Like most boys growing up in Patagonia, a sparsely populated region on the southern end of South America shared by Argentina and Chile, Chef Diego Jacquet’s dream was to become a football player. Alas, it was not to be, and football’s loss became our gain. Racking up stints at El Bulli and Aquavit over an illustrious career of 25 years and counting, the affable chef opened the gateway for Singapore to South American food with BoCHINche (now located on Amoy Street) in 2013 in collaboration with the Spa Esprit Group and a second outlet this year in The Butcher’s Wife in Tiong Bahru. He founded a nomadic Argentinean food festival and is also the Chef Patron of restaurant ZOILO in London.We recently caught up with Chef Diego and quizzed him on the challenges of going gluten-free, must-visit hotspots in South America, and his ideal last meal.
Hi Chef Diego! Besides the opening of The Butcher’s Wife in Singapore, what else have you been up to lately?
What are the challenges of opening The Butcher’s Wife? Going 100% gluten-free can’t be easy.
The Butcher’s Wife is Tiong Bahru’s newest neighbourhood bistro that serves gluten-free modern European menu. The food is wholesome, hearty and tasty, therefore many recipes need to be thoroughly tested. We have to learn to work with flour substitutes, new products and new textures. It was definitely very challenging, but I’m glad we made it happen.
You’ve mentioned that you envision The Butcher’s Wife capturing the spirit of the European neighbourhood bistro. What kind of experience does a European neighbourhood bistro offer and how would The Butcher’s Wife encapsulate that in Singapore?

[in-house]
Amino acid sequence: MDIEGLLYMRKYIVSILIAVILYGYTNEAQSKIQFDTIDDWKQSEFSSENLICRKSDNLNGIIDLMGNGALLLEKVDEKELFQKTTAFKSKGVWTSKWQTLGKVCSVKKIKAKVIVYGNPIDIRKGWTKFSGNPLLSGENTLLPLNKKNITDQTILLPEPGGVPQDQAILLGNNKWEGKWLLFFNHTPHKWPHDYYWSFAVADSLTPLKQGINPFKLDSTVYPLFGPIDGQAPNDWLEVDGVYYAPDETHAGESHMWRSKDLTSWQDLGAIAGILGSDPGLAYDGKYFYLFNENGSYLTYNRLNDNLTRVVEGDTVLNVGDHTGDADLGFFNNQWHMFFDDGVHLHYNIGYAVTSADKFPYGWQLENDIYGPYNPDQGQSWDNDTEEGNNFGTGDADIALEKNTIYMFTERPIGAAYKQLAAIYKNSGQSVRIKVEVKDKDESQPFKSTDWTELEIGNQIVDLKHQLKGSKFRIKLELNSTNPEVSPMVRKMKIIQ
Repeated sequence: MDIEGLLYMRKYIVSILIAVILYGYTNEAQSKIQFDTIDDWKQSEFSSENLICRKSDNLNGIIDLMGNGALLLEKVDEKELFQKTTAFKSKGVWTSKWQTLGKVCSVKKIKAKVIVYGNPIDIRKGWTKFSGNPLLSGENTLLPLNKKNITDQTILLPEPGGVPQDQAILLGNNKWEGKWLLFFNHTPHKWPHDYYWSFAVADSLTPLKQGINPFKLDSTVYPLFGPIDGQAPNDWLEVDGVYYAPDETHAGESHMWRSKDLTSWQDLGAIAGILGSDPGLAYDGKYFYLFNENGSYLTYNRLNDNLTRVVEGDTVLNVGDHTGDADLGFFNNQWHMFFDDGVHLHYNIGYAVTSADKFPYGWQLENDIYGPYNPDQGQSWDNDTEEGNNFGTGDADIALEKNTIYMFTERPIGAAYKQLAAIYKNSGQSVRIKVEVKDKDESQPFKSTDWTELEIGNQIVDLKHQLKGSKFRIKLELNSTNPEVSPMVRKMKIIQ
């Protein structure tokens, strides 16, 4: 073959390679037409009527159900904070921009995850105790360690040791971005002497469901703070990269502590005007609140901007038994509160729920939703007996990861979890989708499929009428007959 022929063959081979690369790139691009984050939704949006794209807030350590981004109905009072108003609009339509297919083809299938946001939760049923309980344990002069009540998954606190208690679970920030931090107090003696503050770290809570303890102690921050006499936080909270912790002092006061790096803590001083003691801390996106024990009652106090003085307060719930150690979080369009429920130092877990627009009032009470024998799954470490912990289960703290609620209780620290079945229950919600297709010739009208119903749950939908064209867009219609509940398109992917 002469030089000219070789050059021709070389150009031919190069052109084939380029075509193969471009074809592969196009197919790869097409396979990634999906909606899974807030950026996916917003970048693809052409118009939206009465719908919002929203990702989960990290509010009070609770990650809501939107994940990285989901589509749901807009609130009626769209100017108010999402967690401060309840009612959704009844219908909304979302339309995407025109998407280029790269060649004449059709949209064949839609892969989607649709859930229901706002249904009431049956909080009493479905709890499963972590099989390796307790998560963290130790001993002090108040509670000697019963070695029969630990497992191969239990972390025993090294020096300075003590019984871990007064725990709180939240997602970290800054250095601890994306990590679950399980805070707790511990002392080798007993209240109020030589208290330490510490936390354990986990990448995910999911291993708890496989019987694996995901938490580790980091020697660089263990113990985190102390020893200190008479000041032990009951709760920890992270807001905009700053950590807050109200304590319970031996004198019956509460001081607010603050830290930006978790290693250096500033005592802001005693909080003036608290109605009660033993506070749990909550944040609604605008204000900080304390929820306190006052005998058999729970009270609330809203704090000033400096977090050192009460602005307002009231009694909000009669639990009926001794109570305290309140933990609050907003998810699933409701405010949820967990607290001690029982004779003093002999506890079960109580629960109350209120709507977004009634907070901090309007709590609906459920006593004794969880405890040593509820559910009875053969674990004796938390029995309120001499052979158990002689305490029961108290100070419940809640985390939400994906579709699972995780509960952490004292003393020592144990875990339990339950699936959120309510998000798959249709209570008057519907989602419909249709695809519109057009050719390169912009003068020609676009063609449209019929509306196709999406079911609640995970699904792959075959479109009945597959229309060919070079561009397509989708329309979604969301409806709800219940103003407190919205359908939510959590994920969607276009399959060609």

The Butcher’s Wife is cosy, accessible, and unpretentious, which makes it a great place for family gatherings, celebrating friendships and romantic dates. You get the best quality money can buy for every dollar spent, and it’s all gluten-free (people sometimes forget how tasty the food is because of this). Basically, your local bistro with supreme food and ambience!
If you could only choose one thing to eat from each of the restaurants – ZOILO, BoCHINche, and The Butcher’s Wife – what would the three dishes be?
I’m a fan of pork belly empanada at boCHINche, crispy pig’s ears at The Butcher’s Wife, and black pudding, squid & apple croquettes at ZOILO.
Surely, you visit your neighbours when you’re visiting your restaurants in Singapore and London. What are three of your favourite cafes, restaurants, or bars in Tiong Bahru, Amoy Street, and Marylebone?
BoCHINche is turning five this year as well; how far do you think Argentinean food – or even South American food – has come in Singapore?
COMILONA, the nomadic Argentine food and wine festival you help found, was in Singapore in 2016 and in Paris this year. Would it circle back to Singapore or Asia next year? Alternatively, are there any cities the team has narrowed it down to for 2019?
A lot more people are interested in visiting South America these days. You spent most of your childhood in Patagonia, which places did you have the best memories of or would you highly recommend people to visit?
Are there young Argentinean chefs whose stars are currently rising?
One more question; what would your last meal consist of?